Democrats debate scope of Trump impeachment

House Democrats are debating whether to focus their impeachment inquiry almost exclusively on President TrumpDonald John TrumpTrump says his advice to impeachment defense team is 'just be honest' Trump expands tariffs on steel and aluminum imports CNN's Axelrod says impeachment didn't come up until 80 minutes into focus group MORE pressuring Ukraine’s leader to try to dig up dirt on former Vice President Joe BidenJoe BidenSchiff closes Democrats' impeachment arguments with emotional appeal to remove Trump Conservative reporter on Sanders: He's not a 'yes man' Democrats feel political momentum swinging to them on impeachment MORE.

But doing so could run the risk of frustrating lawmakers in the 235-member caucus who called for impeachment long before a whistleblower complaint was filed raising concerns about Trump’s interactions with Ukraine.

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Speaker Nancy PelosiNancy PelosiCNN's Axelrod says impeachment didn't come up until 80 minutes into focus group On The Money — Presented by Wells Fargo — Social Security emerges as flash point in Biden-Sanders fight | Dems urge Supreme Court to save consumer agency | Trump to sign USMCA next week Veronica Escobar to give Spanish-language response to Trump State of the Union address MORE (D-Calif.) is discussing the idea with her leadership team because some members have pressed her to narrow the scope to the Ukraine controversy, a Democratic leadership aide told The Hill.

“We all feel strongly that the process going forward has to be different; it has to be strategic, clear and efficient. And I don’t have a dog in the fight on how the specific structure looks. But I know it has to meet those three criteria,” freshman Rep. Elissa SlotkinElissa SlotkinMixed feelings on war power limits: Lawmakers and vet candidates Democrats plot new approach to win over rural voters Iran resolution supporters fear impeachment will put it on back burner MORE (D-Mich.), a centrist who flipped a GOP-held district last year, told reporters Wednesday.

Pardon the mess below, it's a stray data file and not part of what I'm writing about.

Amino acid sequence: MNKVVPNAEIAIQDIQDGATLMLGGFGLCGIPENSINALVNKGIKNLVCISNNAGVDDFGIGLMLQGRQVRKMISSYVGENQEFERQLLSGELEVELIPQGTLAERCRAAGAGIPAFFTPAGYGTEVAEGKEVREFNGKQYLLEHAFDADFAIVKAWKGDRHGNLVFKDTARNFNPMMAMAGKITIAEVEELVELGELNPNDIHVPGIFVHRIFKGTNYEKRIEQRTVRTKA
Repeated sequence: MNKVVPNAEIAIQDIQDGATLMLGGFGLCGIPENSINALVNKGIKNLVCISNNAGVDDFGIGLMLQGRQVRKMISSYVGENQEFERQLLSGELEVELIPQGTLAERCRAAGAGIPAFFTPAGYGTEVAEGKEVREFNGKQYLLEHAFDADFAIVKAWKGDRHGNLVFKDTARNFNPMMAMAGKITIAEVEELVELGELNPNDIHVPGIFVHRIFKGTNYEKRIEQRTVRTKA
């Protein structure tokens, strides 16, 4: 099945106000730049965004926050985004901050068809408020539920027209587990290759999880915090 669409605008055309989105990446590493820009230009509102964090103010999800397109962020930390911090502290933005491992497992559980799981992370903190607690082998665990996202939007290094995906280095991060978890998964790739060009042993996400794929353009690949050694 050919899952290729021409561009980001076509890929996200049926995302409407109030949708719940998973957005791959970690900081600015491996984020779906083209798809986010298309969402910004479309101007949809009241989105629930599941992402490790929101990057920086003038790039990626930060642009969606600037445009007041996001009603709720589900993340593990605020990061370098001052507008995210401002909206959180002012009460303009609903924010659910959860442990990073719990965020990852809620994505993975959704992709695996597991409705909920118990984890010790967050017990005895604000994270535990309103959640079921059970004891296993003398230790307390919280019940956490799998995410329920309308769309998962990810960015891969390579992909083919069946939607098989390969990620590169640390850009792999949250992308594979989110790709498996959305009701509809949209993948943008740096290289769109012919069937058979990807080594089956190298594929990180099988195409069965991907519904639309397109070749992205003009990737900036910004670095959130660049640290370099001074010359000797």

“We’ve certainly been expressing our concerns [to Pelosi]. I mean, we’ve all been meeting with different caucus groups, we’ve all been meeting together. We have been expressing ourselves. I mean, we’ve told her directly. And she, I think, she understands and she hears us. But she has a really tough job. You know, she has to balance a very energetic caucus,” said Slotkin, who co-wrote an op-ed in The Washington Post this week with other freshmen endorsing the impeachment process in the wake of Trump’s actions with Ukraine.

Some Democrats suggest that limiting the inquiry to Trump pressuring a head of state to investigate a potential 2020 rival is easier in terms of messaging and will allow for a quicker process than to include everything else committees have been investigating, like whether Trump is profiting off the presidency with his businesses in violation of the Emoluments Clause or allegations that he tried to obstruct justice in former special counsel Robert MuellerRobert (Bob) Swan MuellerSchiff: Trump acquittal in Senate trial would not signal a 'failure' Jeffries blasts Trump for attack on Thunberg at impeachment hearing Live coverage: House Judiciary to vote on impeachment after surprise delay MORE’s investigation.

That approach, however, could be seen as de-emphasizing much of the work already undertaken by the six House committees investigating Trump, his administration and his businesses.

And some in the progressive wing of the caucus, which has at times rebelled against Democratic leaders, say Trump has more to answer for than just Ukraine.

“What is going on is that the president has committed several impeachable offenses,” Rep. Alexandria Ocasio-CortezAlexandria Ocasio-CortezImpeachment throws curveball in Iowa to sidelined senators Sanders says it's 'disappointing' he's not on campaign trail in Iowa The Hill's Campaign Report: Ten days to Iowa MORE (D-N.Y.) told reporters Tuesday. “He, himself, what he has admitted to is already impeachable, regardless of future developments.”

Democratic leaders are still discussing their options and did not make any decisions on Wednesday, a day after Pelosi formally announced her support for an impeachment inquiry.

Rep. Dean PhillipsDean PhillipsHouse votes to temporarily repeal Trump SALT deduction cap Nearly all Democrats expected to back articles of impeachment First-term Democrats push Amash as impeachment manager: report MORE (D-Minn.), another freshman who flipped a GOP-held district, said he would prefer to focus on the issue of Trump pressuring Ukraine to investigate Biden while allowing committees to keep looking into other issues.

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“I believe it should be narrow. I think it was egregious. I think it’s cut and dry. I think what we had in our hands today — the summary of the conversation — was as damning as anything I could have imagined. And I think it’s in the best interest of the country to make this clear and concise and also expeditious,” said Phillips, who was one of the freshmen to say this week that Trump’s actions would be impeachable if corroborated.